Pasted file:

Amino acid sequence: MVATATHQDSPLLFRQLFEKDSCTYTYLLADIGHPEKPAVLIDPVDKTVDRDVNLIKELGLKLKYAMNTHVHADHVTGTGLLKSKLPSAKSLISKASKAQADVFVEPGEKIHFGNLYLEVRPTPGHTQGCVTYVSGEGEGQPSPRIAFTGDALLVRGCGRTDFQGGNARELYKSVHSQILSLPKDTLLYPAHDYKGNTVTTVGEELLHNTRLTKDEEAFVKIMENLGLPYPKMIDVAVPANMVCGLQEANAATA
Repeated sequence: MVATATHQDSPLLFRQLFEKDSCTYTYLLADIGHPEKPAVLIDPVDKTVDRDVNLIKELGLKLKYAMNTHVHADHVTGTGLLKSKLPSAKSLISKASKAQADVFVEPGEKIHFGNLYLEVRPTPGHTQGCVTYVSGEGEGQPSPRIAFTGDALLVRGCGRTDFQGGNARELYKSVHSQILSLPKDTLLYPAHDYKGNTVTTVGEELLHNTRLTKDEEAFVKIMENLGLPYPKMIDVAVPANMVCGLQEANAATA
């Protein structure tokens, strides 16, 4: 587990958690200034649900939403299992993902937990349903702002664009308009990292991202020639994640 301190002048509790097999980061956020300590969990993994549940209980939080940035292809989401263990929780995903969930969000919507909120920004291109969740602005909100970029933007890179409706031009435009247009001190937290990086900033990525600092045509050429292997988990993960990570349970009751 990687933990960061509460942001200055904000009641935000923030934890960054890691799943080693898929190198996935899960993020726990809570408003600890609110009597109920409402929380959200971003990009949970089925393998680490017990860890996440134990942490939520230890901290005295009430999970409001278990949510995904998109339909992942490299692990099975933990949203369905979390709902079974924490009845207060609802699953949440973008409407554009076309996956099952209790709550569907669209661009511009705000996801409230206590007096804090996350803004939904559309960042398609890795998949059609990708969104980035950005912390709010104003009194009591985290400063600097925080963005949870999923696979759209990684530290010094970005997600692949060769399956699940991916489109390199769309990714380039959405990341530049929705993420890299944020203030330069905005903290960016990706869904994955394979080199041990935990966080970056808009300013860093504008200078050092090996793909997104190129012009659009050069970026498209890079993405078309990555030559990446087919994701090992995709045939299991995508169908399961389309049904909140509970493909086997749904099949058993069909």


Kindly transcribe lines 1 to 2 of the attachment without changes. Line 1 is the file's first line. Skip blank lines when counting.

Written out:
Amino acid sequence: MVATATHQDSPLLFRQLFEKDSCTYTYLLADIGHPEKPAVLIDPVDKTVDRDVNLIKELGLKLKYAMNTHVHADHVTGTGLLKSKLPSAKSLISKASKAQADVFVEPGEKIHFGNLYLEVRPTPGHTQGCVTYVSGEGEGQPSPRIAFTGDALLVRGCGRTDFQGGNARELYKSVHSQILSLPKDTLLYPAHDYKGNTVTTVGEELLHNTRLTKDEEAFVKIMENLGLPYPKMIDVAVPANMVCGLQEANAATA
Repeated sequence: MVATATHQDSPLLFRQLFEKDSCTYTYLLADIGHPEKPAVLIDPVDKTVDRDVNLIKELGLKLKYAMNTHVHADHVTGTGLLKSKLPSAKSLISKASKAQADVFVEPGEKIHFGNLYLEVRPTPGHTQGCVTYVSGEGEGQPSPRIAFTGDALLVRGCGRTDFQGGNARELYKSVHSQILSLPKDTLLYPAHDYKGNTVTTVGEELLHNTRLTKDEEAFVKIMENLGLPYPKMIDVAVPANMVCGLQEANAATA